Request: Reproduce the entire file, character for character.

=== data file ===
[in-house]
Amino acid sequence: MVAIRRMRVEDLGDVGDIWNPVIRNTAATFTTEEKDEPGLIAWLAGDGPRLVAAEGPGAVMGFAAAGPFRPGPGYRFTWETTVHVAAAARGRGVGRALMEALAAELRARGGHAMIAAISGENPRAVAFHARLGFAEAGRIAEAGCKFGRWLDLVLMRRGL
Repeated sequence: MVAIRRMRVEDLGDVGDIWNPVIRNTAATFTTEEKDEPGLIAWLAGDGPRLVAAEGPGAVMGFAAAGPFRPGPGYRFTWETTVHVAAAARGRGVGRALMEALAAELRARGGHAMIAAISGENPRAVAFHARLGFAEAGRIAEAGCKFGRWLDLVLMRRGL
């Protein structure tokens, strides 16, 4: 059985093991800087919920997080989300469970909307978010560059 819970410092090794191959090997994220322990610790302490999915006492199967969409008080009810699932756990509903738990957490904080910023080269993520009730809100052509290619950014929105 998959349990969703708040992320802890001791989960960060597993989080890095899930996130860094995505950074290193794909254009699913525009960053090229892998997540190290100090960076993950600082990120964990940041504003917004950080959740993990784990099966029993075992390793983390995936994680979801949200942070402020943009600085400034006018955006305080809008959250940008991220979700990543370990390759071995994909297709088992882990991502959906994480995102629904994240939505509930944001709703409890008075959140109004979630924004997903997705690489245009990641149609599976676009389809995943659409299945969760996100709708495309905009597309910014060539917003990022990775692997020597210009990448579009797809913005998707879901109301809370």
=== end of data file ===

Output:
[in-house]
Amino acid sequence: MVAIRRMRVEDLGDVGDIWNPVIRNTAATFTTEEKDEPGLIAWLAGDGPRLVAAEGPGAVMGFAAAGPFRPGPGYRFTWETTVHVAAAARGRGVGRALMEALAAELRARGGHAMIAAISGENPRAVAFHARLGFAEAGRIAEAGCKFGRWLDLVLMRRGL
Repeated sequence: MVAIRRMRVEDLGDVGDIWNPVIRNTAATFTTEEKDEPGLIAWLAGDGPRLVAAEGPGAVMGFAAAGPFRPGPGYRFTWETTVHVAAAARGRGVGRALMEALAAELRARGGHAMIAAISGENPRAVAFHARLGFAEAGRIAEAGCKFGRWLDLVLMRRGL
């Protein structure tokens, strides 16, 4: 059985093991800087919920997080989300469970909307978010560059 819970410092090794191959090997994220322990610790302490999915006492199967969409008080009810699932756990509903738990957490904080910023080269993520009730809100052509290619950014929105 998959349990969703708040992320802890001791989960960060597993989080890095899930996130860094995505950074290193794909254009699913525009960053090229892998997540190290100090960076993950600082990120964990940041504003917004950080959740993990784990099966029993075992390793983390995936994680979801949200942070402020943009600085400034006018955006305080809008959250940008991220979700990543370990390759071995994909297709088992882990991502959906994480995102629904994240939505509930944001709703409890008075959140109004979630924004997903997705690489245009990641149609599976676009389809995943659409299945969760996100709708495309905009597309910014060539917003990022990775692997020597210009990448579009797809913005998707879901109301809370």